Andy Schmookler

One might say that the big drama on this planet has been one of “the Living and the Dead.” The earth started out lifeless, and then something special happened: life arose.

An amazing grace: Once was dead, but it’s now alive.

It’s clear that in the conflict between Life and Death, we are naturally partisans:

• We grieve the loss of loved ones.

• We naturally strain ourselves to the utmost to get our heads out from under water and draw a breath again.

• We celebrate life’s flourishing and are repelled by plague and famine and war.

• Sometimes, we declare life to be “sacred.”

We’re on the side of Life.

Our religions reflect how much our values center around Life. E.g.

• “I have set before you life and death, blessing and cursing: therefore choose life, that both thou and thy seed may live” (Deut. 30:19).

• “I am come that they might have life, and that they might have it more abundantly” (John 10:10).

• And someone’s having the ability to raise the dead increases our motivation to worship him.

Our being — by nature — on the side of Life is not surprising, given the profound things we now know – unavailable in previous centuries — about the story of life-on-earth: we know, for example, that our nature has been crafted by a selective process that works by continually preferring that which survives over that which leads to death.

And this same knowledge enables us to see how Life itself — working continually, over billions of years, to mold its creatures (and the systems they inhabit) through that consistent choice of life over death – has built into the Living World some identifiable values:

• Like synergies in the relationships among the system’s parts. More fundamental than the real conflicts between predators and prey, and parasites and hosts, are the ways in which life strives to stabilize the network of relationships so that lion and zebra and grass form part of a whole that sustains them all, even as they devour each other.

• Like long-term viability in the system of life, as Life fashioned a biosphere that — at least until the human breakout into civilization introduced a wildcard — could run and develop like a perpetual motion machine (given the reliable input of energy from the sun).

• And — perhaps most miraculous and significant — like the experience of fulfillment by creatures fashioned by the developing system of Life on earth. For it only this — in the emergence of creatures for whom some things are experienced as better and some as worse — that Value itself can have any meaning.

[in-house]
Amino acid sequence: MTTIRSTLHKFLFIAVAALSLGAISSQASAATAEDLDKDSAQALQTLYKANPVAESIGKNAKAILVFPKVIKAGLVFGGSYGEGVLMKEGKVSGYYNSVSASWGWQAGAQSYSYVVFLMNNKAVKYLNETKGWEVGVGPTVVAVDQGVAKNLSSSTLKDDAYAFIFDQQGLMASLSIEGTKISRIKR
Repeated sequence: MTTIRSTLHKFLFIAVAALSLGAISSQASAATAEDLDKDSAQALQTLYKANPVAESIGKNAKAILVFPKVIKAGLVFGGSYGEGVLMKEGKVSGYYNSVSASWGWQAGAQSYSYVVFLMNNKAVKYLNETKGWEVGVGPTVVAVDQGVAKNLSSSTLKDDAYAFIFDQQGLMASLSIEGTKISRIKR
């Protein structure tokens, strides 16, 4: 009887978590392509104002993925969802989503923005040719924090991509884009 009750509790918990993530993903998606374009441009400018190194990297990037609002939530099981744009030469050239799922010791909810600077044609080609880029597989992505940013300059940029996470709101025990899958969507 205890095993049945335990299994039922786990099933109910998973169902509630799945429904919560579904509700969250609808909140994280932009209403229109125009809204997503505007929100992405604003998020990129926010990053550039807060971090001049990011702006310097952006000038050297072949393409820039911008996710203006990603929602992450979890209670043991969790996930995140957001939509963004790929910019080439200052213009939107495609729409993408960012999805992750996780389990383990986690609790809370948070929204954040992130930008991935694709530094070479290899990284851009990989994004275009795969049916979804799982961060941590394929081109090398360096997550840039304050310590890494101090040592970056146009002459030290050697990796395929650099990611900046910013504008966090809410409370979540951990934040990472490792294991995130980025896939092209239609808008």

(In a lifeless universe, nothing matters. Nothing CAN matter. Only with the emergence of creatures to whom things matter – who can experience fulfillment or frustration of their needs – can the idea of “the Good” have any conceivable meaning.)

And those valuations were instilled into the experience of sentient beings according to the requirements of Life-over-Death: for what is experienced as fulfilling for such sentient creatures is aligned with what has facilitated the survival of their ancestors, while the naturally aversive experiences corresponds with what has ancestrally marked a path toward death.

Just as Life itself emerged onto a previously lifeless planet, then, so also – through the burgeoning systems of Life — the Good emerged into a previously valueless world.

That bond between Life and Value is, indeed, most fundamental: The Good is all about Life’s flourishing.

• The greater Good of Life’s flourishing in the systems around us.

• And our own experiential Good of Life’s flourishing within us, as our inborn needs are met and our best potential realized.

To serve the Good means to serve Life. And so the most important tasks facing humankind now is to address the greatest threats to Life’s flourishing — i.e. to address the visible threats to the synergy and viability of the whole system, and to the experiential fulfillment of sentient creatures (like ourselves).

1) Human civilization now degrades the integrity of the biosphere. (But the Way of Life dictates — in Gregory Bateson’s words — that “No creature can win against its environment for long.”) Serving Life, therefore, requires us to strive to construct a human world that operates in harmony with the rest of life-on-earth.

2) Our weapons of war endanger not only human civilization, but even the survival of Life-on-earth. What Life requires of us, therefore, is a transformation of the relationships among the world’s peoples and nations to be governed by the spirit of Shalom, of goodwill, so that nuclear holocaust becomes increasingly unthinkable.

3) Since the emergence of civilization – which led early on to the tyranny of the few and enslavement of the many – cultural demands at odds with human needs have degraded human flourishing. Life bids us to improve the ability of our societies to fulfill each individual soul/body/heart, to nourish the best potential of each person.

Despite these tasks (sustainability, world peace, human fulfillment) being so huge, so long term, and already so widely addressed in myriad ways, it can strengthen the cause — of the Good, of the perpetuation of Life-on-earth, of human well-being – for us to recognize how all our challenges get clarified under the banner of “Life’s Flourishing.”

Andy Schmookler is a prize-winning author. Many of his works can be found at